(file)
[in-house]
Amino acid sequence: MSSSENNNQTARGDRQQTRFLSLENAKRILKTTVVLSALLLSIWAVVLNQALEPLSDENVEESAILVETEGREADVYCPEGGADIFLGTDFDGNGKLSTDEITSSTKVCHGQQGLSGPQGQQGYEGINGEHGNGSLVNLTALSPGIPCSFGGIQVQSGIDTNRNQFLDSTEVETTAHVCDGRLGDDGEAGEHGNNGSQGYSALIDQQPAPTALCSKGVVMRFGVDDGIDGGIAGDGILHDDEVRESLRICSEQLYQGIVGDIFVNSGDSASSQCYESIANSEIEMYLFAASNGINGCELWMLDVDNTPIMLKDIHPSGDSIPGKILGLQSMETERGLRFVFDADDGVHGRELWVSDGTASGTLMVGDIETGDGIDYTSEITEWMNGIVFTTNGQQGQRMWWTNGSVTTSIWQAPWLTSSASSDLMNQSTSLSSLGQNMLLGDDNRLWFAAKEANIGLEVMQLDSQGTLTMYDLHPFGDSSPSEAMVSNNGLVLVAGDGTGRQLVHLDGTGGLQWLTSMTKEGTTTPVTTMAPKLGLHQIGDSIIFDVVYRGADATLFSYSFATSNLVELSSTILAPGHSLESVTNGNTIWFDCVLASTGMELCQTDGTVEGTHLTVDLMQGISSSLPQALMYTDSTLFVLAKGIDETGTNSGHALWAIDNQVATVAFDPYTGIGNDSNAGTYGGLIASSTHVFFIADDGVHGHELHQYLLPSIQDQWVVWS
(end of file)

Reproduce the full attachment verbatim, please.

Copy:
[in-house]
Amino acid sequence: MSSSENNNQTARGDRQQTRFLSLENAKRILKTTVVLSALLLSIWAVVLNQALEPLSDENVEESAILVETEGREADVYCPEGGADIFLGTDFDGNGKLSTDEITSSTKVCHGQQGLSGPQGQQGYEGINGEHGNGSLVNLTALSPGIPCSFGGIQVQSGIDTNRNQFLDSTEVETTAHVCDGRLGDDGEAGEHGNNGSQGYSALIDQQPAPTALCSKGVVMRFGVDDGIDGGIAGDGILHDDEVRESLRICSEQLYQGIVGDIFVNSGDSASSQCYESIANSEIEMYLFAASNGINGCELWMLDVDNTPIMLKDIHPSGDSIPGKILGLQSMETERGLRFVFDADDGVHGRELWVSDGTASGTLMVGDIETGDGIDYTSEITEWMNGIVFTTNGQQGQRMWWTNGSVTTSIWQAPWLTSSASSDLMNQSTSLSSLGQNMLLGDDNRLWFAAKEANIGLEVMQLDSQGTLTMYDLHPFGDSSPSEAMVSNNGLVLVAGDGTGRQLVHLDGTGGLQWLTSMTKEGTTTPVTTMAPKLGLHQIGDSIIFDVVYRGADATLFSYSFATSNLVELSSTILAPGHSLESVTNGNTIWFDCVLASTGMELCQTDGTVEGTHLTVDLMQGISSSLPQALMYTDSTLFVLAKGIDETGTNSGHALWAIDNQVATVAFDPYTGIGNDSNAGTYGGLIASSTHVFFIADDGVHGHELHQYLLPSIQDQWVVWS